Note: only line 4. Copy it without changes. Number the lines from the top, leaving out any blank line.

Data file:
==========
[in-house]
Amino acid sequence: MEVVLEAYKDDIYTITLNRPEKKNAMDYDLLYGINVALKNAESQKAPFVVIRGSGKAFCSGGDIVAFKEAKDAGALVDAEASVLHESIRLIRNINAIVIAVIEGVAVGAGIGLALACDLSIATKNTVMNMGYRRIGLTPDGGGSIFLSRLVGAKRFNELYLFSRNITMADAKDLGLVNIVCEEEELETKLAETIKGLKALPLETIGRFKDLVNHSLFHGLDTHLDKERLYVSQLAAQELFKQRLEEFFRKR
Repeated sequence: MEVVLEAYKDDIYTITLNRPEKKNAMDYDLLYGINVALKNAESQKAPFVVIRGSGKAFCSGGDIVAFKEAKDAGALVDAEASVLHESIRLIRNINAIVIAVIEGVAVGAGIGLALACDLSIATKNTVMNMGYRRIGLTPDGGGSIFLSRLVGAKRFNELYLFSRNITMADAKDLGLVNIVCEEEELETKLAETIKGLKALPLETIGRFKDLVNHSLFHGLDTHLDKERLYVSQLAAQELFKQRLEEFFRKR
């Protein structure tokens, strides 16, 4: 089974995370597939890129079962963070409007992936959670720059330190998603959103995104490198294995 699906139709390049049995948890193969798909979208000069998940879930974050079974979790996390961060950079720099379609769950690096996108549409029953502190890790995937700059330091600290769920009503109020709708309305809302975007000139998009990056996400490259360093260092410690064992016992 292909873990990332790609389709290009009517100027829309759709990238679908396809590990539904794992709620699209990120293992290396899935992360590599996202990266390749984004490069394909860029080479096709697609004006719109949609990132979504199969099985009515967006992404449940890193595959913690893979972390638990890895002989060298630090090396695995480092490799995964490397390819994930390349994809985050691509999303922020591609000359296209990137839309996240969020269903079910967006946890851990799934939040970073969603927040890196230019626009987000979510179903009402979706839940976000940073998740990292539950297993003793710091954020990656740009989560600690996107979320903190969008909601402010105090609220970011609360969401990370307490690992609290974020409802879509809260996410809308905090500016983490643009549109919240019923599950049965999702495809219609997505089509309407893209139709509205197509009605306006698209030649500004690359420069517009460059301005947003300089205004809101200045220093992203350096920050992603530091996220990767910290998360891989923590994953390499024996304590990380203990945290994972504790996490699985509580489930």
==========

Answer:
């Protein structure tokens, strides 16, 4: 089974995370597939890129079962963070409007992936959670720059330190998603959103995104490198294995 699906139709390049049995948890193969798909979208000069998940879930974050079974979790996390961060950079720099379609769950690096996108549409029953502190890790995937700059330091600290769920009503109020709708309305809302975007000139998009990056996400490259360093260092410690064992016992 292909873990990332790609389709290009009517100027829309759709990238679908396809590990539904794992709620699209990120293992290396899935992360590599996202990266390749984004490069394909860029080479096709697609004006719109949609990132979504199969099985009515967006992404449940890193595959913690893979972390638990890895002989060298630090090396695995480092490799995964490397390819994930390349994809985050691509999303922020591609000359296209990137839309996240969020269903079910967006946890851990799934939040970073969603927040890196230019626009987000979510179903009402979706839940976000940073998740990292539950297993003793710091954020990656740009989560600690996107979320903190969008909601402010105090609220970011609360969401990370307490690992609290974020409802879509809260996410809308905090500016983490643009549109919240019923599950049965999702495809219609997505089509309407893209139709509205197509009605306006698209030649500004690359420069517009460059301005947003300089205004809101200045220093992203350096920050992603530091996220990767910290998360891989923590994953390499024996304590990380203990945290994972504790996490699985509580489930």